Iceland has a proud Viking heritage but thousands of people are putting the past behind them and converting to an ancient religion that predates the Bible – because they can claim a tax refund.
Zuism is a modern take on the beliefs of a Sumerian religion practised in the Middle East more than 2,000 years ago.
However, the leaders in Iceland have a neat dodge to swell the numbers in their church.
Icelandic tax laws demand that citizens pay a tax depending on whether they belong to a church.
If they do, a ‘parish fee’ of £50 goes to their church, and if not, the money goes to the government.
Zuism offers a way to avoid the tax by pledging to refund the parish tax paid by any members in full.
Fastest growing religion
The religion started with four members in 2013, and was mobbed by new converts this year when the some members realised how they could benefit from the tax loophole.
Now, the religion has more than 3,000 members, which amounts to 1% of the population of Iceland.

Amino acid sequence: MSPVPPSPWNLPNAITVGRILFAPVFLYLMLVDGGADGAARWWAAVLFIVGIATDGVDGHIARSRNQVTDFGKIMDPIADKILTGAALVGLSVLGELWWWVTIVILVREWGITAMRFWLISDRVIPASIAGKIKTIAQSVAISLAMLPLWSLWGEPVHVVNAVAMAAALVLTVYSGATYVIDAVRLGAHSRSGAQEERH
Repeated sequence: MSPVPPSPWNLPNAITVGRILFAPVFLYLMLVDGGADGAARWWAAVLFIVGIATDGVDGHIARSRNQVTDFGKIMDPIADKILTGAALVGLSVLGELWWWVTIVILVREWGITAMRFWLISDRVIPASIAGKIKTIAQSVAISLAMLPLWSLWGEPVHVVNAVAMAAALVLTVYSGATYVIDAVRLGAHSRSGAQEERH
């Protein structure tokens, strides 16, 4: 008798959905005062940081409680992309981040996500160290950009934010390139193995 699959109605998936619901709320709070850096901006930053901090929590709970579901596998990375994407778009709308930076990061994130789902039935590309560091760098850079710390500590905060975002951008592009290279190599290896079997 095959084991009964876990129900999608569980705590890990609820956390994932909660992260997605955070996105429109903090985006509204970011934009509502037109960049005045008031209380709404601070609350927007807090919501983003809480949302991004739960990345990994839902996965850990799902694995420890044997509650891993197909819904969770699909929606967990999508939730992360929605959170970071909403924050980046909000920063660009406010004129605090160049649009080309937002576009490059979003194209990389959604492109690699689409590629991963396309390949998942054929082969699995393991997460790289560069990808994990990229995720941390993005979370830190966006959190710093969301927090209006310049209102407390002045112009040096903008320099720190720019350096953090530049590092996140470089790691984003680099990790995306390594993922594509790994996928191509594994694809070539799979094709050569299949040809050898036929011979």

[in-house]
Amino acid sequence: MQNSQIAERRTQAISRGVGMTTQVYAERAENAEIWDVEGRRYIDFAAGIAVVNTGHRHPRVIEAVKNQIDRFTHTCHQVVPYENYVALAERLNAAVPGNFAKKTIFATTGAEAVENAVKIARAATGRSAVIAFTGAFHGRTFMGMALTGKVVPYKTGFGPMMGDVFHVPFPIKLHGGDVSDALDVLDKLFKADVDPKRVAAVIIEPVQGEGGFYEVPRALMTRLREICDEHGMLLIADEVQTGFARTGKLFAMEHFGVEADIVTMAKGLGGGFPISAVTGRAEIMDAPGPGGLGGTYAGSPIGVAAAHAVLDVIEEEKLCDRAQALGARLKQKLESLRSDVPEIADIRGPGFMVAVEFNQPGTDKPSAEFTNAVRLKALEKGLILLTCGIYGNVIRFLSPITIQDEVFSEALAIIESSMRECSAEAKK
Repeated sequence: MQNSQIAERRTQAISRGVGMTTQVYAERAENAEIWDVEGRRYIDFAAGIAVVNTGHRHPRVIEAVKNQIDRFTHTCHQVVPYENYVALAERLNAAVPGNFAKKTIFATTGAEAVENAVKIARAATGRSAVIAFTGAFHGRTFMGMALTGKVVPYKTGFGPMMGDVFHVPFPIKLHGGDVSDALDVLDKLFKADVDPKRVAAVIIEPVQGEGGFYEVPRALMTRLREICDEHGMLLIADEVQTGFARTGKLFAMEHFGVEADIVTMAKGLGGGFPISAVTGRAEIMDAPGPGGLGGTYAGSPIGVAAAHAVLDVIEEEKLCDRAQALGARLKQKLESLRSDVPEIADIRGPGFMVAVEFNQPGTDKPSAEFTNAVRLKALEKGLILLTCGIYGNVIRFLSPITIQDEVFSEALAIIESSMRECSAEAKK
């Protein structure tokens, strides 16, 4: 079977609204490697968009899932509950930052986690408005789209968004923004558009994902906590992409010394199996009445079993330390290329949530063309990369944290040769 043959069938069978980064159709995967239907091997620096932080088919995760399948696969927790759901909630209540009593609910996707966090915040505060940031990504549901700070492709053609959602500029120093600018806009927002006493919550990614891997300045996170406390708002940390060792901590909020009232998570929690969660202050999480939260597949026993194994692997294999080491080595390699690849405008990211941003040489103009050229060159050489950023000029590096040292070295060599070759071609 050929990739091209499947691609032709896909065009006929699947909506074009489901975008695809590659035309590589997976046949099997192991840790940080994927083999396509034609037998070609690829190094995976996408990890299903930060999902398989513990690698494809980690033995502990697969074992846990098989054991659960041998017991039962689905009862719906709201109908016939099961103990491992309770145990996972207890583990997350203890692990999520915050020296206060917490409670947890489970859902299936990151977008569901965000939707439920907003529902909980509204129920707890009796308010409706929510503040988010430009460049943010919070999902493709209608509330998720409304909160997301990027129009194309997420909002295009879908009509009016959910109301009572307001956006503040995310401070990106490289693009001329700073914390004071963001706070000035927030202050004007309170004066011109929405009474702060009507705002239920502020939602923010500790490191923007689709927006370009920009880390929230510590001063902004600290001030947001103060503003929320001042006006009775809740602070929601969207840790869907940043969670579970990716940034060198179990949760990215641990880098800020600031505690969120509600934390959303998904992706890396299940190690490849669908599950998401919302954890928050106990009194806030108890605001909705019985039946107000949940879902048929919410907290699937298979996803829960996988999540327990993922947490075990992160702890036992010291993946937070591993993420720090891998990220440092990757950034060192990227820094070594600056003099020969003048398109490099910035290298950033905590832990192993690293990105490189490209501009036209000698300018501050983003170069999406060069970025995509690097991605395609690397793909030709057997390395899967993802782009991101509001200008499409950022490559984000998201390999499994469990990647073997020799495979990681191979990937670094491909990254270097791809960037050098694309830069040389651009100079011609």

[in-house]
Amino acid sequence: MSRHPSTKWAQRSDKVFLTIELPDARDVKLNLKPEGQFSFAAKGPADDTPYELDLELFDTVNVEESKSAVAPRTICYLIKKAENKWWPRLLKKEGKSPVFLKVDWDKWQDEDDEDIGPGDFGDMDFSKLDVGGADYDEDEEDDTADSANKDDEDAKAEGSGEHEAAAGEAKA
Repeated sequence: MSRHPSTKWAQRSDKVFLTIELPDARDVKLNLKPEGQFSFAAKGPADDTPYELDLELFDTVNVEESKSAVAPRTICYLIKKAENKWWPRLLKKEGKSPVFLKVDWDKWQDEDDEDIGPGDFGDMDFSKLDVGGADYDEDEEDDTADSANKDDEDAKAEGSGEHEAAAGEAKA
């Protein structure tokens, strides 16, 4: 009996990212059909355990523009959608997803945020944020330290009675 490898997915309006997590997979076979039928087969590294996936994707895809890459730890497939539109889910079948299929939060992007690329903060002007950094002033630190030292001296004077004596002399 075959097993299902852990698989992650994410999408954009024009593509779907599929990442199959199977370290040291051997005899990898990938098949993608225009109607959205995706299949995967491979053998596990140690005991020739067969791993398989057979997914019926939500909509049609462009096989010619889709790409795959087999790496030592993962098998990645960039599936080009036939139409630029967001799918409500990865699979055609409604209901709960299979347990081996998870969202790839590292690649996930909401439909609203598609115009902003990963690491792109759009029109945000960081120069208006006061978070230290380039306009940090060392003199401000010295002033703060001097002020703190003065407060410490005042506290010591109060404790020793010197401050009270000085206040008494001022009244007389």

Zuism is now the most rapid growing religion on the island.
The official religion is Lutheran, which around a third of the population follow, while 10% are atheist.
The Zuists argue that one of the objects of their faith is the government repeals any laws that offer financial or other perks to religions above other organisations.
Call to abolish church taxes
“Our goal is simply to have this parish tax abolished and to put religion on the par with any other community organisation on Iceland,” said a spokesman.
“That’s why we give a refund of the tax we receive from the government back to any member over 16 years old.”
Iceland is not the only country to offer religious and charitable organisations tax breaks, but Zuism is one of only a few that promises to refund the money collected.
Many countries in Europe raise church taxes – even if the country has no official church.
In the UK, the Commissioners of the Church of England is one of the largest landowners, while worldwide, the Roman Catholic Church is recognised as one of the richest organisations.